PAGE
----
- Improved customer experience: RPA bots are like the company’s virtual workforce and play a critical role in improving the customer’s engagement/experience with the brand. By performing the routine, rule-based tasks, bots free time for their human counterparts to focus on the customer-front. Also, considering that using bots, error rates are reduced, processes are more streamlined, data is more secure, turnaround time is lessened, the benefits of robotic process automation adoption facilitates customer satisfaction at all stages.
- Improved business processes: Significant improvement in business metrics can be seen with the deployment of bots and adoption of RPA technology. As bots are able to do tasks faster and with minimal errors, more gets done in less time. This however means that internal and business strategies have to be modified. For instance, for the success of the RPA initiative, the first step is to identify if RPA is the right choice or if AI for digital transformation will be a more suitable alternative, or a combination of both? Similarly, before streamlining a business process, the process bottlenecks needs to be identified and evaluated for RPS suitability.
- Data and Analytics: Robots documenting all transaction details, less manual intervention, accuracy and precision in output, reduced variance in deliverables – all of these make RPA solutions optimal for data and analytics. Bots moreover integrate with legacy IT systems to extract historical data that in turn make analytics more concrete.
- Adherence to compliance: All tasks carried out using RPA bots are recorded, and can be used for future reference and audit if required. Moreover, with bots carrying out the repetitive tasks there are reduced scope of contamination of data, in turn lessening scope of fraud or misuse. While this is true of all industries and sectors, this is more true for the Financial sector that deal with real monetary transactions and interactions.
While there are several other top advantages of RPA for organizations to onboard it, these are the most cited reasons.
Examples of Applications of RPA
RPA bots are popularly being used in industries for diverse purposes. Some prominent examples of RPA implementation include:
- Human Resources: Payroll processing, Employee onboarding
- Retail/e-Commerce: Order management, product categorization
- Insurance sector: Product information, Application document validation, claims processing
- Banking: Appointment confirmation (client facing role), product recommendation, loan approval processes, account closures
- Travel and Tourism: Payments, passenger document validation, customer support
- Utilities: Accounts and billing, customer enquiry, inventory
- Healthcare: Patient data management, billing and payments, third party vendor management
How can success from RPA implementation be measured?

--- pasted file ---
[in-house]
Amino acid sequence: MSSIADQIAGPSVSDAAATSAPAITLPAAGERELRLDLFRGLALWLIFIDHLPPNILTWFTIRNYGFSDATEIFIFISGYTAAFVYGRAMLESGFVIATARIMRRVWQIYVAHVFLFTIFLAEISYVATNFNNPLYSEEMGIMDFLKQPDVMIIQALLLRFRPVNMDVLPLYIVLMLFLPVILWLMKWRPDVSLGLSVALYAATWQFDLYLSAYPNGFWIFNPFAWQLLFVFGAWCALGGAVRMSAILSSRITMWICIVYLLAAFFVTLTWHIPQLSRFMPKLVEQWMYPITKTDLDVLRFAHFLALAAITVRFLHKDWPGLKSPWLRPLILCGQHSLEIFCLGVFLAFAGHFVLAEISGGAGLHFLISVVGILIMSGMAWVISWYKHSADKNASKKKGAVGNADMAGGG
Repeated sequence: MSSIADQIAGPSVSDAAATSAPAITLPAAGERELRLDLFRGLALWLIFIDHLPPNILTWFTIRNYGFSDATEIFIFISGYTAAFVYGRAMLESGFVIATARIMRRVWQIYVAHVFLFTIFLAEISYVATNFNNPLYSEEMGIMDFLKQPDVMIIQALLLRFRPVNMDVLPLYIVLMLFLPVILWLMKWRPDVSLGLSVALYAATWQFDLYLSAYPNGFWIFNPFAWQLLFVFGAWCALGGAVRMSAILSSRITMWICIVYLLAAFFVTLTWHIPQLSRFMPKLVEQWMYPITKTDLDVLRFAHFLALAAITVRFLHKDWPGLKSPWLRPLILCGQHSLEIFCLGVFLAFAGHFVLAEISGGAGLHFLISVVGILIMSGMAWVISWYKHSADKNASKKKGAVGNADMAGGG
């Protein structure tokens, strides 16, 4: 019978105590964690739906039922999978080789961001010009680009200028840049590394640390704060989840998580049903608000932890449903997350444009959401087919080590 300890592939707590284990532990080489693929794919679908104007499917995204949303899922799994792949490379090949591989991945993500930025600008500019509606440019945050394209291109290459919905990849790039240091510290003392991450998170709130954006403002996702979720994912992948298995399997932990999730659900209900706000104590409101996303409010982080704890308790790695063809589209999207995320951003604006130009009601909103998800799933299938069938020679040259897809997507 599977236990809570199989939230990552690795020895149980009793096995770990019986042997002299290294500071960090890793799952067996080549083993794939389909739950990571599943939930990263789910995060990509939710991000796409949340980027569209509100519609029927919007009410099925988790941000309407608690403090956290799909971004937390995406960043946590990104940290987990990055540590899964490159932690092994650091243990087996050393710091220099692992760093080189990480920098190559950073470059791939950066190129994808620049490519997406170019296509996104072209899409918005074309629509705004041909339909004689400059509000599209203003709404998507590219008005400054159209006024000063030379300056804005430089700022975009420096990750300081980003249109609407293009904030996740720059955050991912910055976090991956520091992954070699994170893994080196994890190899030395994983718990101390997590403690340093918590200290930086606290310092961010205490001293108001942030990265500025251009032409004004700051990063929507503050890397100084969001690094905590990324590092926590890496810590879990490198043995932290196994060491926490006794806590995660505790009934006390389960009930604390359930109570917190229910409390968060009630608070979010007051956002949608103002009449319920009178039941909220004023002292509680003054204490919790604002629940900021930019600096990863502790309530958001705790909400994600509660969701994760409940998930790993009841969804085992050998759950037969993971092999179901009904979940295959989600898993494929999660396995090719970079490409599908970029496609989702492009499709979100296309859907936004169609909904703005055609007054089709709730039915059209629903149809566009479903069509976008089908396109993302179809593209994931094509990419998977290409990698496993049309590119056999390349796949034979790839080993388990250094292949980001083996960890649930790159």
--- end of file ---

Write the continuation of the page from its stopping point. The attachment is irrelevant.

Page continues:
There are numerous RPA vendors and partners in the market offering reliable RPA solutions, and in order to get the most ROI out of your RPA implementation it is key to partner with a vendor who will provide custom RPA software and/or solutions.
The ROI from robotic process automation deployment differs from organization to organization, based on the number and type of processes automated. Here are some key points to keep in mind when calculating RPA ROI for business:
- Cost of the RPA software: RPA solutions costs vary according to its scope and the vendor selected.
- Cost of implementation: Developing a RPA software is only the first step, the real cost to the company comes with implementation – especially with reference to the additional infrastructural support required, training of resources, manpower planning etc. along with the ongoing cost of maintenance or the additional cost of scaling.
- Transition cost: Measuring ROI from robotic process automation adoption is not easy, especially when there are qualitative and quantitative parameters to consider.
- Timeline: The time required for every process, to adapt and adopt digital change, so as to derive the desired outcome.
- Qualitative parameters: Difficult to measure, but RPA ROI estimate, should also account for the qualitative costs. For instance, boost in productivity, error reduction rate/percent, time taken to resolve an issue etc. should be mapped and given a quantitative weightage for a better ROI calculation.
The days ahead: RPA and digital transformation
Automation has been trending since long as more and more businesses realize the benefit of bringing it into their organization. New tech like blockchain is impacting global industries, and it won’t be long when RPA adoption will become the norm of the day.
The future of RPA is likely to be inclusive of more deep tech especially artificial intelligence, and a systematic drift from merely rule-based processes. Smart Process Automation (SPA), involving machine learning, cloud, big data etc. is likely to be integrated into RPA processes to build more mature bots.
RPA in the future is full of possibilities. Digital Employees and Total Workforce, which will involve intelligent digitally powered employees capable of decision making, is something organizations should gradually be gearing up for.